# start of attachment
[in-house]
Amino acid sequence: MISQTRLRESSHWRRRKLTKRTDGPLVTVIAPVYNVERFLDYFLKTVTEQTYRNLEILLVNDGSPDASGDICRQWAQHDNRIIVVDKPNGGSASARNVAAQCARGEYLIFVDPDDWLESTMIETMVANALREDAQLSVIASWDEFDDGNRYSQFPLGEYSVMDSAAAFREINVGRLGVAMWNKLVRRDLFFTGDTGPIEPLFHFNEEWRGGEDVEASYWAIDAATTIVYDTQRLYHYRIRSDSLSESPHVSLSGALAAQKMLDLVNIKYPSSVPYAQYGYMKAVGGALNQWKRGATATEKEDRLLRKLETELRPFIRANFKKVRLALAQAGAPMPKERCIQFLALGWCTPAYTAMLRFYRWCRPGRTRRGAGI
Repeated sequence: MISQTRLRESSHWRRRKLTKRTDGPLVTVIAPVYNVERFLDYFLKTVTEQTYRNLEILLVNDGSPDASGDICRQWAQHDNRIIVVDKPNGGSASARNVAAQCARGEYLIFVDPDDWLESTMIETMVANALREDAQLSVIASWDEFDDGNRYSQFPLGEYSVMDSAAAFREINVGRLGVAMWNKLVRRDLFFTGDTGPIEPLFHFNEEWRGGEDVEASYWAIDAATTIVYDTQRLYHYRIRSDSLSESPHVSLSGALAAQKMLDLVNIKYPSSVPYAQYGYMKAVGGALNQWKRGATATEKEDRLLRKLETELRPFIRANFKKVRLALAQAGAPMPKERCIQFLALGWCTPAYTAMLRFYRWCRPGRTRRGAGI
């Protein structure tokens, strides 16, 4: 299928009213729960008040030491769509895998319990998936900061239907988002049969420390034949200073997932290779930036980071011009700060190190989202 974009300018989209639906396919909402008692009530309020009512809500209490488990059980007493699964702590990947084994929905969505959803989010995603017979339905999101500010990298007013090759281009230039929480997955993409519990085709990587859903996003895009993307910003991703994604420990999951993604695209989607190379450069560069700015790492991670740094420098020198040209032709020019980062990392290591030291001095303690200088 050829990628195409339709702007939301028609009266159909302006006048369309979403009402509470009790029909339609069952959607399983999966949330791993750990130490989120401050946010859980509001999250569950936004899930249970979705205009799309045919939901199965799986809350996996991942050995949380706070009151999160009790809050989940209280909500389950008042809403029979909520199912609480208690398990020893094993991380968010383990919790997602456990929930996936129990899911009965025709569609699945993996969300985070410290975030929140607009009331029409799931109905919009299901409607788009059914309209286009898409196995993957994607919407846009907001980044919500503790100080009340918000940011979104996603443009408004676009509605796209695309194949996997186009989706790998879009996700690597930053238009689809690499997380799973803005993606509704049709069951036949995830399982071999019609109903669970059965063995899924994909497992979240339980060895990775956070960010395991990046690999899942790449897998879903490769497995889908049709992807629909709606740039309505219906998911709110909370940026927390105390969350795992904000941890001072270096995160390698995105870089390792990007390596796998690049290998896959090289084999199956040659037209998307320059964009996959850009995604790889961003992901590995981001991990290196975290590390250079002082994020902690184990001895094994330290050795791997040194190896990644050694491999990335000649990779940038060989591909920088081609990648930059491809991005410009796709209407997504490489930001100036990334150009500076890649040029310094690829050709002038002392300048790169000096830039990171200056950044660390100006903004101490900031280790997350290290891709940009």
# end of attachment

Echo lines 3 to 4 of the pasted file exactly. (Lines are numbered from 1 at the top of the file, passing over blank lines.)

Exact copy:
Repeated sequence: MISQTRLRESSHWRRRKLTKRTDGPLVTVIAPVYNVERFLDYFLKTVTEQTYRNLEILLVNDGSPDASGDICRQWAQHDNRIIVVDKPNGGSASARNVAAQCARGEYLIFVDPDDWLESTMIETMVANALREDAQLSVIASWDEFDDGNRYSQFPLGEYSVMDSAAAFREINVGRLGVAMWNKLVRRDLFFTGDTGPIEPLFHFNEEWRGGEDVEASYWAIDAATTIVYDTQRLYHYRIRSDSLSESPHVSLSGALAAQKMLDLVNIKYPSSVPYAQYGYMKAVGGALNQWKRGATATEKEDRLLRKLETELRPFIRANFKKVRLALAQAGAPMPKERCIQFLALGWCTPAYTAMLRFYRWCRPGRTRRGAGI
């Protein structure tokens, strides 16, 4: 299928009213729960008040030491769509895998319990998936900061239907988002049969420390034949200073997932290779930036980071011009700060190190989202 974009300018989209639906396919909402008692009530309020009512809500209490488990059980007493699964702590990947084994929905969505959803989010995603017979339905999101500010990298007013090759281009230039929480997955993409519990085709990587859903996003895009993307910003991703994604420990999951993604695209989607190379450069560069700015790492991670740094420098020198040209032709020019980062990392290591030291001095303690200088 050829990628195409339709702007939301028609009266159909302006006048369309979403009402509470009790029909339609069952959607399983999966949330791993750990130490989120401050946010859980509001999250569950936004899930249970979705205009799309045919939901199965799986809350996996991942050995949380706070009151999160009790809050989940209280909500389950008042809403029979909520199912609480208690398990020893094993991380968010383990919790997602456990929930996936129990899911009965025709569609699945993996969300985070410290975030929140607009009331029409799931109905919009299901409607788009059914309209286009898409196995993957994607919407846009907001980044919500503790100080009340918000940011979104996603443009408004676009509605796209695309194949996997186009989706790998879009996700690597930053238009689809690499997380799973803005993606509704049709069951036949995830399982071999019609109903669970059965063995899924994909497992979240339980060895990775956070960010395991990046690999899942790449897998879903490769497995889908049709992807629909709606740039309505219906998911709110909370940026927390105390969350795992904000941890001072270096995160390698995105870089390792990007390596796998690049290998896959090289084999199956040659037209998307320059964009996959850009995604790889961003992901590995981001991990290196975290590390250079002082994020902690184990001895094994330290050795791997040194190896990644050694491999990335000649990779940038060989591909920088081609990648930059491809991005410009796709209407997504490489930001100036990334150009500076890649040029310094690829050709002038002392300048790169000096830039990171200056950044660390100006903004101490900031280790997350290290891709940009």